Do U.S. courts currently recognize an absolute or almost absolute legal right to confidentiality for scholars or archivists? And if they do not recognize such a right, should they?
Some archivists believe that a legal right of archival privilege is needed. Their justification is that if society wants donors to give honest, unaltered records regarding controversial subjects for eventual historical use, archivists need a mechanism to ensure confidentiality. It asserts, in effect, that the needs of future research always transcend the societal needs of the present.
The claim of an absolute right to honor and protect donor-imposed restrictions creates an absolute obligation with difficult ethical implications. Before arguing before a court that a legal right to archival privilege exists, SAA would need to determine whether there is consensus within the profession, how that consensus might be balanced against competing legal and ethical demands, and what the appropriate processes would be for resolving differences of opinion.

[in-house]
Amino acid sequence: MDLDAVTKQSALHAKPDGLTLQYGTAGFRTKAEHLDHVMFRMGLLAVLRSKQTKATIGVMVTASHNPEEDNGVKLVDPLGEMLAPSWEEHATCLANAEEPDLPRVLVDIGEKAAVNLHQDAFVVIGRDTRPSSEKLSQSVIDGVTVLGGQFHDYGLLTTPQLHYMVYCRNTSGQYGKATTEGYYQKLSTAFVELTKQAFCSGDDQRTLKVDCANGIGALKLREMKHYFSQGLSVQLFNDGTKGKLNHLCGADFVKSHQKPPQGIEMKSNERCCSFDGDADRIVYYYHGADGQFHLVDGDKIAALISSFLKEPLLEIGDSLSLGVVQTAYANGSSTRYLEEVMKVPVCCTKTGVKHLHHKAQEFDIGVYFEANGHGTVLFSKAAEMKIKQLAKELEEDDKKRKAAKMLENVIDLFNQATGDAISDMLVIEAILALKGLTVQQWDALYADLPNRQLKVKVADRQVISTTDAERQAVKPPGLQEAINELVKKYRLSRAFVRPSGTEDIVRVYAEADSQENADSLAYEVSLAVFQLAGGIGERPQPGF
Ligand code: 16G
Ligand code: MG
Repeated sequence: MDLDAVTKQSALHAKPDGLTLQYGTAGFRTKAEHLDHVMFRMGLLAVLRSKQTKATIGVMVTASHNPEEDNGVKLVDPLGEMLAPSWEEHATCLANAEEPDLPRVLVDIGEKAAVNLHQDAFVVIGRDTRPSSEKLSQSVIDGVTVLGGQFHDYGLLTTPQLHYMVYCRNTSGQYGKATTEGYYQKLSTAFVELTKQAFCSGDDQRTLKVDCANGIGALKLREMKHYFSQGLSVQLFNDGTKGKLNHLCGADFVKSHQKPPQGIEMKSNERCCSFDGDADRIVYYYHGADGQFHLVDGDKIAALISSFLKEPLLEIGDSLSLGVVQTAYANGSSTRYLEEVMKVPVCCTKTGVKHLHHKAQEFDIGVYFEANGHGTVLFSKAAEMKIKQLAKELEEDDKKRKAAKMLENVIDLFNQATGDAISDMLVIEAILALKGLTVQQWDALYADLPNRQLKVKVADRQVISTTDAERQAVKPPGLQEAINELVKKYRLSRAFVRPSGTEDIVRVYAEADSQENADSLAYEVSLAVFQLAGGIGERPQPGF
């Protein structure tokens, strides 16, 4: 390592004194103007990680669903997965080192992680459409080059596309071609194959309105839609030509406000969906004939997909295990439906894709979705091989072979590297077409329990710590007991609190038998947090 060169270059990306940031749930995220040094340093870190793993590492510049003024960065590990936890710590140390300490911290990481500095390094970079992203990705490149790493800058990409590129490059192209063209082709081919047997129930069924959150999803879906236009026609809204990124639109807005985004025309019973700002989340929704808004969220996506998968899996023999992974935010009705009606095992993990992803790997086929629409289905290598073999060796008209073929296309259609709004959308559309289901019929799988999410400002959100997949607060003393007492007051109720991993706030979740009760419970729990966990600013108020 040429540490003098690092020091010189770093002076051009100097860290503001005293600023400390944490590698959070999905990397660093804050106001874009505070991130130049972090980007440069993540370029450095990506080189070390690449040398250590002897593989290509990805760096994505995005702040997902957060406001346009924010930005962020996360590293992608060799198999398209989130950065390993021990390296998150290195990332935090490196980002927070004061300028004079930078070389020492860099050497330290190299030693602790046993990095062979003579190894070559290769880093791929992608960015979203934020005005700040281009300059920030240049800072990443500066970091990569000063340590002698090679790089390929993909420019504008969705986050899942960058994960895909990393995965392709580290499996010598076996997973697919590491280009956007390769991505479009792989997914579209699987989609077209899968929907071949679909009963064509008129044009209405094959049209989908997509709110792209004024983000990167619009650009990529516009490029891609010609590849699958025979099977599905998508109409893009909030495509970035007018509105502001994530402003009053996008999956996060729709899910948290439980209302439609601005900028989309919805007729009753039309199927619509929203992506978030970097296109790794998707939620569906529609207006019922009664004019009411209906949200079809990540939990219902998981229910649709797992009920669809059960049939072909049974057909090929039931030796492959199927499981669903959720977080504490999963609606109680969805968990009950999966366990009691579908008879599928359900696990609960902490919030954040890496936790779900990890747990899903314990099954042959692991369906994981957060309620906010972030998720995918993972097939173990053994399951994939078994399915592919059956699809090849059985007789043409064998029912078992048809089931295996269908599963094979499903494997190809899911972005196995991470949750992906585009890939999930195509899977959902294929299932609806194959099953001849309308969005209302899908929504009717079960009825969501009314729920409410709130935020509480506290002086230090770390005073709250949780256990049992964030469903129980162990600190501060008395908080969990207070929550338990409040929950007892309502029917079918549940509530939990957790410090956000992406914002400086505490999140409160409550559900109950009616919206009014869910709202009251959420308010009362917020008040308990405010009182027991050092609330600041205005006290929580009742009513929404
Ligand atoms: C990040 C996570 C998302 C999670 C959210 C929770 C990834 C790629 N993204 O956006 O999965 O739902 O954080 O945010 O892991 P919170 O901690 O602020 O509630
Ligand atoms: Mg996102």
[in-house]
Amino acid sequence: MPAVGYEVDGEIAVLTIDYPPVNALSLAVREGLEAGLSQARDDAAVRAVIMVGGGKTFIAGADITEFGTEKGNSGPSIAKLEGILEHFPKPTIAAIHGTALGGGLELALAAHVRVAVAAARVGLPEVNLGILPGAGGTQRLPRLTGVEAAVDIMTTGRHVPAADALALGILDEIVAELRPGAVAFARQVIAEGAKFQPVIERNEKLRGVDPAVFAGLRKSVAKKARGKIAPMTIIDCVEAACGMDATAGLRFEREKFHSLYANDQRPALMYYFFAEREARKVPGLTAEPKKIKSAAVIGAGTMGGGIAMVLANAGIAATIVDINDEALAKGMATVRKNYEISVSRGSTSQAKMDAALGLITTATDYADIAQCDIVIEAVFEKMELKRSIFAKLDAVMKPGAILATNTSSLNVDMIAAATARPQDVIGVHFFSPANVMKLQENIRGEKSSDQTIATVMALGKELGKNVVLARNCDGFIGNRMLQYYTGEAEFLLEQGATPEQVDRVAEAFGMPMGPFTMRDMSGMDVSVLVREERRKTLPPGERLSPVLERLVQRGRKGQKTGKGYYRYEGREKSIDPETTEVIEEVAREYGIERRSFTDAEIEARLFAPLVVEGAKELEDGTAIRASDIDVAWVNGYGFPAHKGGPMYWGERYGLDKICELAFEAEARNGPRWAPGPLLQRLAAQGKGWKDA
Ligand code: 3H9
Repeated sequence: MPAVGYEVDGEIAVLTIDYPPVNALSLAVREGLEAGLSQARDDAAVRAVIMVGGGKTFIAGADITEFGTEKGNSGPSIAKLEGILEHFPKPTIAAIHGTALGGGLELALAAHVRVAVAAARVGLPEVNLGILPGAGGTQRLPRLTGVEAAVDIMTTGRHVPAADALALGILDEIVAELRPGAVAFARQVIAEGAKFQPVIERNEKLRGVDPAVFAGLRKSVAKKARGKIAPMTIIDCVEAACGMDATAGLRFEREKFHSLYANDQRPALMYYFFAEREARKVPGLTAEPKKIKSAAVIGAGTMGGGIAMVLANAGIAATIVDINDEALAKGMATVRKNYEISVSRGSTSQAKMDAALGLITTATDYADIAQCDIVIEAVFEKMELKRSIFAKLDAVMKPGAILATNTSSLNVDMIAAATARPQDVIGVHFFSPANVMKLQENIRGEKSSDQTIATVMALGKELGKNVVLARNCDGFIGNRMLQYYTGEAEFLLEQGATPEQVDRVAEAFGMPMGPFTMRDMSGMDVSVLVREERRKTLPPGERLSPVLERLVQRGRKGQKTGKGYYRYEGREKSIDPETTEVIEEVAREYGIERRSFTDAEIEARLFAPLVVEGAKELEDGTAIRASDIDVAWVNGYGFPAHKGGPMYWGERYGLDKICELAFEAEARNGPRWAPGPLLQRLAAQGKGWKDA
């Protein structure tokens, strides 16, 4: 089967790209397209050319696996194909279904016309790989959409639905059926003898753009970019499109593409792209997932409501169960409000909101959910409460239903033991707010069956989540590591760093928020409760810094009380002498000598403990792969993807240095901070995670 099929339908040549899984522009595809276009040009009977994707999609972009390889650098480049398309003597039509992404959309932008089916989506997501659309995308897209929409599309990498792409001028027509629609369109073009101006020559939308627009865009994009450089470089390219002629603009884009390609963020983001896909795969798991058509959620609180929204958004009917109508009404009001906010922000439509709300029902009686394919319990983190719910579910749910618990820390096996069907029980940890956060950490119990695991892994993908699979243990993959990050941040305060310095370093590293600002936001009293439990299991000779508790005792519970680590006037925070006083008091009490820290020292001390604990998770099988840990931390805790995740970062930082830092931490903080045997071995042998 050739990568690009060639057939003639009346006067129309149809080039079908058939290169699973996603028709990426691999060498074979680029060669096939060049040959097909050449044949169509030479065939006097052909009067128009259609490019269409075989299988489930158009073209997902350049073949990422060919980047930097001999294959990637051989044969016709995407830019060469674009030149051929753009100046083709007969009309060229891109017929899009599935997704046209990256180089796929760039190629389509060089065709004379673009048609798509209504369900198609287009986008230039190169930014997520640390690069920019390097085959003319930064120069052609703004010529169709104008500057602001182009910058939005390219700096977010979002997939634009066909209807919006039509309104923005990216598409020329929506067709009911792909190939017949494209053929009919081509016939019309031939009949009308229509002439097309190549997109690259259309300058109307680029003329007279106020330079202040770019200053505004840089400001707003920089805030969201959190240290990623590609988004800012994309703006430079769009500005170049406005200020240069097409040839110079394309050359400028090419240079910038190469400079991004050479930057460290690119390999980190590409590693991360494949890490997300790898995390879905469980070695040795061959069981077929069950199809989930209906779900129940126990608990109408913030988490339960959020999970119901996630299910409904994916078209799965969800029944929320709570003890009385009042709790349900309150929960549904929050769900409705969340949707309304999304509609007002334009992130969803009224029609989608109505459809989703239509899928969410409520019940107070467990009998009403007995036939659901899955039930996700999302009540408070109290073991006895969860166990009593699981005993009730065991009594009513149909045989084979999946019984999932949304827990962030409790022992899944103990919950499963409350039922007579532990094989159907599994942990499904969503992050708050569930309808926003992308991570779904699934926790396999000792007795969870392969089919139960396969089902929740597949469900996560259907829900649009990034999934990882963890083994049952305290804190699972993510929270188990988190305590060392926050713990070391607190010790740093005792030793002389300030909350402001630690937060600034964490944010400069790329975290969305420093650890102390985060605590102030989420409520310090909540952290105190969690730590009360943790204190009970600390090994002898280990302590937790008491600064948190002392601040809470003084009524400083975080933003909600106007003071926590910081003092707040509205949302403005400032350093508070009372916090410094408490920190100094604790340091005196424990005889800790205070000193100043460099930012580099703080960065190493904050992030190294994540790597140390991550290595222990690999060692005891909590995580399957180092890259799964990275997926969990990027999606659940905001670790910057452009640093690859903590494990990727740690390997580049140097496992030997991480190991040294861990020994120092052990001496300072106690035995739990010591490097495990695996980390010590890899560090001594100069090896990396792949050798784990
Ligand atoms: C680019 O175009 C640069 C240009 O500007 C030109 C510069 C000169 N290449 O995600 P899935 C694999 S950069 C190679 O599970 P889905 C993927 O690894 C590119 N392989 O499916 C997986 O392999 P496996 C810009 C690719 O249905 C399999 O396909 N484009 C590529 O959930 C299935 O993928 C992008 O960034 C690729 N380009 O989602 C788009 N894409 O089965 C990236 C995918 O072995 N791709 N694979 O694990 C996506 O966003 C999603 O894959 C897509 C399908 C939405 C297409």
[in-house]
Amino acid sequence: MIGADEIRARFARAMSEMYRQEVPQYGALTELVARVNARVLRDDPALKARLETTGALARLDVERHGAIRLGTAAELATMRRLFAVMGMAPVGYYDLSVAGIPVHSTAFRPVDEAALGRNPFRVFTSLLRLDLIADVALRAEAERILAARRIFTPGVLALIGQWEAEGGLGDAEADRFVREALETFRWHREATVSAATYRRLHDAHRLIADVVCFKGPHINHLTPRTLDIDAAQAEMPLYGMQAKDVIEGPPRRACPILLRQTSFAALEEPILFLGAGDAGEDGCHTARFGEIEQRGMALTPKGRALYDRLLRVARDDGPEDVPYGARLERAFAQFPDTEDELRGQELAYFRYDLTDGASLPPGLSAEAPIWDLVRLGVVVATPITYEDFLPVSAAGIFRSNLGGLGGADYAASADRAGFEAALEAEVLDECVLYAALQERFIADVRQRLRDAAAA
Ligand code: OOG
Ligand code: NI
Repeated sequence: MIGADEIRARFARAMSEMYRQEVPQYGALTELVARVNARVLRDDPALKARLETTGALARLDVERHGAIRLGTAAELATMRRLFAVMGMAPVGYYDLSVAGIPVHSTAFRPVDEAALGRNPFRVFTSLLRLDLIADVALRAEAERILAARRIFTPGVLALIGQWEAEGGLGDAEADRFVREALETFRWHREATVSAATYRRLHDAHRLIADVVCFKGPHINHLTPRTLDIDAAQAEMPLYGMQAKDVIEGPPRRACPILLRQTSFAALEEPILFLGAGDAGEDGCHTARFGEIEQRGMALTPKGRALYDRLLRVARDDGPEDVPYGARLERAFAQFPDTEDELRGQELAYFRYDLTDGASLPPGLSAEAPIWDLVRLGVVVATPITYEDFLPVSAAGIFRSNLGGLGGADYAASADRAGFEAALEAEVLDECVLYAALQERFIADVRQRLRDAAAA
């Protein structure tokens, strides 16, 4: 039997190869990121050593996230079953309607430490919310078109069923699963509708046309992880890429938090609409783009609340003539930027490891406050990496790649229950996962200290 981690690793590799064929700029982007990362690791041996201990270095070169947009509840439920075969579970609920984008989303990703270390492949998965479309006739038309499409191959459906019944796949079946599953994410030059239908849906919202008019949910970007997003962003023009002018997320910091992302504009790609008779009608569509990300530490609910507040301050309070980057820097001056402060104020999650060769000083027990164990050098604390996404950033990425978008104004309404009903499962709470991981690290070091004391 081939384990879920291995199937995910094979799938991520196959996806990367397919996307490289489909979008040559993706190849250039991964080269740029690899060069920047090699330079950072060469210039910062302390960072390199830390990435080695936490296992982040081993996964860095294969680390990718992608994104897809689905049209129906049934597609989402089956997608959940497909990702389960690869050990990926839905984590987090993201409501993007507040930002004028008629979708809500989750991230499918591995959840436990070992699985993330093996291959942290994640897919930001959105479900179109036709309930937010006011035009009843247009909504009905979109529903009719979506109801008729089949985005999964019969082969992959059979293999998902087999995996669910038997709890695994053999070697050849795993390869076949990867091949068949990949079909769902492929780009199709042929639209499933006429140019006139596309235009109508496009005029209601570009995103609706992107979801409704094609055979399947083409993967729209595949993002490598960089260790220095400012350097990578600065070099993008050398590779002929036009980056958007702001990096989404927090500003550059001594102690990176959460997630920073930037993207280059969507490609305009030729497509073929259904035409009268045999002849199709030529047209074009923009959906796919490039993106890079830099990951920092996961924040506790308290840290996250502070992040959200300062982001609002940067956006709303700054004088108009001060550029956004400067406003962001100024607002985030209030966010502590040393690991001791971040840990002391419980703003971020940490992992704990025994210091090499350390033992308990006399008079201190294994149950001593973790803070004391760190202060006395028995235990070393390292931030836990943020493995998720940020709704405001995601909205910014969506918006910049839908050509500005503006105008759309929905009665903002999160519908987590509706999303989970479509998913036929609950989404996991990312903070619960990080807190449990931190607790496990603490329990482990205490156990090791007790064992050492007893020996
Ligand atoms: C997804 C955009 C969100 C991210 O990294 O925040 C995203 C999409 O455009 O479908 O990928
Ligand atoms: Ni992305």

Although the Supreme Court may take up the case, for the time being the honest answer to a potential donor is that in most, if not all, instances, an archives would be required to surrender material subpoenaed by a court.